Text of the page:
• If the Cardinals are going to flourish in 2011, young left-hander Jaime Garcia will have to provide consistently good results just as he did last year as a rookie. The 24-year-old native of Mexico turned in a 2.70 ERA across 28 starts and nearly made it to 170 total innings before the Cardinals decided to shut him down. He had issues near the end of the season, he didn’t have a strong spring training, and his raw stuff isn’t necessarily overpowering, but there’s reason to believe that Garcia can be a steady and inexpensive No. 3 starter for St. Louis over the next several years. Now it’s proving time.
  • The Cardinals have always been kind of a weird and drama-filled team under La Russa — and that’s not to say that Tony hasn’t been successful, because he has — but this year looks likely to have more than your normal number of strange happenings. A benches-clearing, fist-flying, leg-sweeping brawl took place late last season between the eventual division champion Reds and the Cardinals, and a kick to the face from Cincy starter Johnny Cueto put an end to catcher Jason LaRue’s career. LaRue was well-liked in the St. Louis clubhouse and several Cardinals players have admitted this spring that there’s unfinished business between the two clubs. The Reds visit Busch Stadium for a weekend series on April 22-24.

So how are they gonna do?

Though the National League Central still lacks a true elite team, the division is much improved and the Cardinals will have to play at a level above present expectations for a run at the division title to become realistic. They’re a team capable of winning 90 games, but they’re also capable of completely falling flat without Wainwright’s guaranteed 200 innings of dominance. Our guess is the Cardinals will reach close to 85 wins and make a run at the wild card but ultimately miss another postseason.

Video: Aledmys Diaz hits a grand slam in remembrance of Jose Fernandez

ST. LOUIS, MO - JULY 21: Aledmys Diaz #36 of the St. Louis Cardinals hits an RBI single against San Diego Padres in the sixth inning at Busch Stadium on July 21, 2016 in St. Louis, Missouri.  (Photo by Dilip Vishwanat/Getty Images)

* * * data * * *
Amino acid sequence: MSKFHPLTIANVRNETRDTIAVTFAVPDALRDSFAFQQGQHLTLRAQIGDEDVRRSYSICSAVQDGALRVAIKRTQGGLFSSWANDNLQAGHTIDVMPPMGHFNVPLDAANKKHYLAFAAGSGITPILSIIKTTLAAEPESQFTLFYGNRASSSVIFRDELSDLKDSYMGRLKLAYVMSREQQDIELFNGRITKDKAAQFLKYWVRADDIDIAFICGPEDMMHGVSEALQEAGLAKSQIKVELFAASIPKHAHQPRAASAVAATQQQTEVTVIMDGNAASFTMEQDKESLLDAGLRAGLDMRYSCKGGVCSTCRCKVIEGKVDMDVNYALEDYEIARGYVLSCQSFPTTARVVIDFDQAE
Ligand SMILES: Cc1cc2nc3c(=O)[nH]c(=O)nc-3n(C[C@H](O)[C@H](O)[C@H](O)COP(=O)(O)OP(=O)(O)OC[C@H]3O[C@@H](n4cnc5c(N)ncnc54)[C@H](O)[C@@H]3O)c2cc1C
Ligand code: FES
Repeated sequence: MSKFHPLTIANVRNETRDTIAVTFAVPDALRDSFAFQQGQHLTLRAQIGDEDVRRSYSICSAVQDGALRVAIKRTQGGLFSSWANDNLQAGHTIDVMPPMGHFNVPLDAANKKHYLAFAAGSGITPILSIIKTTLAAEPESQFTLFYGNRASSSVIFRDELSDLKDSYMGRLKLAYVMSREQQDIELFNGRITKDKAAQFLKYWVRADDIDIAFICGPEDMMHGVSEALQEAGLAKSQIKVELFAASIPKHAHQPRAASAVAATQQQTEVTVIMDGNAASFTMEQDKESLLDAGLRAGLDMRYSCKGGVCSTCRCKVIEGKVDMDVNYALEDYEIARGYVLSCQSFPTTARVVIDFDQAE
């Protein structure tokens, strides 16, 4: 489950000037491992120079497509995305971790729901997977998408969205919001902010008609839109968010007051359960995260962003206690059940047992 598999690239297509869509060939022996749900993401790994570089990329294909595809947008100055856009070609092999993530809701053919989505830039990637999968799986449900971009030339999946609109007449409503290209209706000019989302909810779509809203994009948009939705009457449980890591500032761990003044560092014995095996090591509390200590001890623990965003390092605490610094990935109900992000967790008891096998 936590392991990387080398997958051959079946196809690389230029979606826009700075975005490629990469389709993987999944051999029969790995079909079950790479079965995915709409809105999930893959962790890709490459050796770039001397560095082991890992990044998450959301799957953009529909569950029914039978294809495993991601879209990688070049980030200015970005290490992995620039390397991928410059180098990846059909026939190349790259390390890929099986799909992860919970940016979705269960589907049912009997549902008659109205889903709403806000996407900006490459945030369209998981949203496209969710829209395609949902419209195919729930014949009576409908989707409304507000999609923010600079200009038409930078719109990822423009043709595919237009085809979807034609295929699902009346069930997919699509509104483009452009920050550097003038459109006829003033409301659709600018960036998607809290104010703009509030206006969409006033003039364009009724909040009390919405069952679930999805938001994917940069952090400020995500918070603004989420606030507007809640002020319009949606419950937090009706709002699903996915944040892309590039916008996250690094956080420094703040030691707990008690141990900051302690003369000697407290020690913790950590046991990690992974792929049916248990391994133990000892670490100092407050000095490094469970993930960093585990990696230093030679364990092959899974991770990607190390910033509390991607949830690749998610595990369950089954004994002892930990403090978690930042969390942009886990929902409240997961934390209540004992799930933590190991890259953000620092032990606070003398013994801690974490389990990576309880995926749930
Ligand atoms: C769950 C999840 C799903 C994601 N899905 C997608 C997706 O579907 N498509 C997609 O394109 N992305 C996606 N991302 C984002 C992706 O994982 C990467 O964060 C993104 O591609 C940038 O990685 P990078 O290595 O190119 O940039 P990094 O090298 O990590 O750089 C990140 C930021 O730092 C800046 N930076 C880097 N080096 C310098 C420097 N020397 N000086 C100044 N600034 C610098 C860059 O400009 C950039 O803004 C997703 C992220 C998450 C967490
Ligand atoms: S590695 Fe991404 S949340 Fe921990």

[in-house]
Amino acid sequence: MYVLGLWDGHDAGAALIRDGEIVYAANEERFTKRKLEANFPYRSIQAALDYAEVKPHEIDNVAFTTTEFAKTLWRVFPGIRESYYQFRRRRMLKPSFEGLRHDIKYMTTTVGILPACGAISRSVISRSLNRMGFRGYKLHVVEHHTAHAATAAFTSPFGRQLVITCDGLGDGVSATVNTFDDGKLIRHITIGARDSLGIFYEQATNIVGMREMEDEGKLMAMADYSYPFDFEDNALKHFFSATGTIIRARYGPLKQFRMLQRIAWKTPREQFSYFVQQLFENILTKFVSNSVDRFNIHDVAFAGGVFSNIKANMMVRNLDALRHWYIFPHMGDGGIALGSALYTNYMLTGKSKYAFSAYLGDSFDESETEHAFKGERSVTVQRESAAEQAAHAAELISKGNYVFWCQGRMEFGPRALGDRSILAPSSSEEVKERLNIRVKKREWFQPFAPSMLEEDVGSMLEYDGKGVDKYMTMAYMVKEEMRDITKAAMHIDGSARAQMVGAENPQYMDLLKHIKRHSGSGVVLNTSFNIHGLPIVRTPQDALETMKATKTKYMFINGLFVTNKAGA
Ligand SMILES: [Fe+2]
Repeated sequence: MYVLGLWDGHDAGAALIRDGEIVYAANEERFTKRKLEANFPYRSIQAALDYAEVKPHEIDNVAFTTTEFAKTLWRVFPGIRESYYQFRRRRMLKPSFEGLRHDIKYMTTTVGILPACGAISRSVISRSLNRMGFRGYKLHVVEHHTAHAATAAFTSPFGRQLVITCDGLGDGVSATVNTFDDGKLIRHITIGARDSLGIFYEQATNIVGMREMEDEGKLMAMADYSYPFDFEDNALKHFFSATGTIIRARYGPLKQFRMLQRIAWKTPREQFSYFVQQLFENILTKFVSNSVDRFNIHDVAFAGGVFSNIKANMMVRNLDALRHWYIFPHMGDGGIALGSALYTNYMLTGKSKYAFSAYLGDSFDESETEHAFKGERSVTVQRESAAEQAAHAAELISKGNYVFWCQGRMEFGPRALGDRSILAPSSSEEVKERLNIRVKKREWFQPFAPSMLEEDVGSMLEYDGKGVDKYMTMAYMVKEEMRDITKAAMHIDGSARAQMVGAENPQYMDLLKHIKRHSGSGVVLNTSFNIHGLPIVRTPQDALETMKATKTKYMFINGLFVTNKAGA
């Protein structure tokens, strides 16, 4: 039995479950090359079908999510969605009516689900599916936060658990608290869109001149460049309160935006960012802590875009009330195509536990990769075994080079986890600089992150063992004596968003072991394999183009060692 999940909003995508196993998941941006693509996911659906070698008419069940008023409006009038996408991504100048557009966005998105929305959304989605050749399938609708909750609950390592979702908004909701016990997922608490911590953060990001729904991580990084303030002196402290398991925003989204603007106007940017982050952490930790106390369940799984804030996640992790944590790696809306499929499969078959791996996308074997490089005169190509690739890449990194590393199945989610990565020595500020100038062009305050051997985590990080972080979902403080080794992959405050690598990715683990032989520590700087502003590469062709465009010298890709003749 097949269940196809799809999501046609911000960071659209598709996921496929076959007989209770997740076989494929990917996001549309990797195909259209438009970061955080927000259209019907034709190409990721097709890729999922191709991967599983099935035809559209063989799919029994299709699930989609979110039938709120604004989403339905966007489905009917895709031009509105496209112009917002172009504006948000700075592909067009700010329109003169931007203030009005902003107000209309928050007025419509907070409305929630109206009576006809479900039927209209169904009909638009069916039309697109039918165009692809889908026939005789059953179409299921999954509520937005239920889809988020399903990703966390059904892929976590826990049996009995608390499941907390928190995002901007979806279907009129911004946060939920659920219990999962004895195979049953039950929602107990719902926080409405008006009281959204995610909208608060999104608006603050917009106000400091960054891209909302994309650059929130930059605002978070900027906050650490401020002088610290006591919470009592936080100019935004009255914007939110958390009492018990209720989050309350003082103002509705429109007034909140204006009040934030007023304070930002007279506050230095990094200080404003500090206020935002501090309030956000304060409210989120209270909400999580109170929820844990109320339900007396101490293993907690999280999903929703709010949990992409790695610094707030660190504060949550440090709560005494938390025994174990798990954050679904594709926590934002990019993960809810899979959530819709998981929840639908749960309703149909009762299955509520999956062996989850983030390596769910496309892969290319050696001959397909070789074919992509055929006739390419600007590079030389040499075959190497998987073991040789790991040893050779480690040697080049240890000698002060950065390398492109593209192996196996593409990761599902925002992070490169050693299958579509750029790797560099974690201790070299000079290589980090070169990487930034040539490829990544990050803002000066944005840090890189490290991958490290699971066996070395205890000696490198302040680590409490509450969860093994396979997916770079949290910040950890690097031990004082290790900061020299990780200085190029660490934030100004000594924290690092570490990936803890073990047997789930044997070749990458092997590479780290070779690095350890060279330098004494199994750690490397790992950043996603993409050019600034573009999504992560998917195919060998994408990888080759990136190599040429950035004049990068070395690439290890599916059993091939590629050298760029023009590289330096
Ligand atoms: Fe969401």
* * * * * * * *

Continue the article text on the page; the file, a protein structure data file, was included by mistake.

Dilip Vishwanat/Getty Images
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Cardinals shortstop Aledmys Diaz was childhood friends with Marlins pitcher Jose Fernandez, so it was expected when Diaz took time away from the team on Monday to visit Fernandez’s family in Miami. They grew up on the same street in Cuba and played for the same youth baseball team and both would ultimately wind up playing Major League Baseball in the United States.

In the bottom of the fourth inning of Tuesday night’s game against the Reds, Diaz hit a 2-1 Robert Stephenson fastball out to left-center field for a no-doubt grand slam. Teammate Yadier Molina gave Diaz a tight hug as he crossed home plate.

Before Tuesday’s game, Diaz said that the best way to honor Fernandez was to play with his passion, as MLB.com’s Jenifer Langosch reports. Diaz said, “I only play for [Fernandez’s] family right now.”

Here’s the video.

AL East still mathematically undecided as Red Sox lose, Blue Jays win

NEW YORK, NY - SEPTEMBER 27:  David Price #24 of the Boston Red Sox pitches in the first inning against the New York Yankees at Yankee Stadium on September 27, 2016 in the Bronx borough of New York City.  (Photo by Jim McIsaac/Getty Images)
Jim McIsaac/Getty Images
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The Red Sox would have clinched the AL East if one of two things happened on Tuesday night: the Red Sox themselves beat the Yankees, or the Orioles defeated the Blue Jays. Neither happened.

The Jays soundly took down the Orioles 5-1 behind six strong innings from Aaron Sanchez. Josh Donaldson went 2-for-2 with a two-run home run and a pair of walks and leadoff batter Ezequiel Carrera went 2-for-3 with a solo homer, an RBI single, a walk, and three runs scored.

Meanwhile, at Yankee Stadium, the Yankees outlasted the Red Sox for a 6-4 win, responding to both two-run innings the Sox had in the sixth and seventh with a run in the sixth and two in the seventh. Gary Sanchez hit his 20th homer of the season. Didi Gregorius and Tyler Austin also contributed dingers. Starter Luis Cessa pitched well, limiting the Sox to two runs over six innings on five hits and a walk with two strikeouts. Red Sox starter David Price struggled, yielding six runs in 6 1/3 innings. Yankees reliever Tyler Clippard got into trouble in the ninth inning but was able to wiggle out of trouble to finish out the game.

Once again, the Red Sox will be able to clinch the AL East on Wednesday with a win over the Yankees or a Blue Jays loss to the Orioles.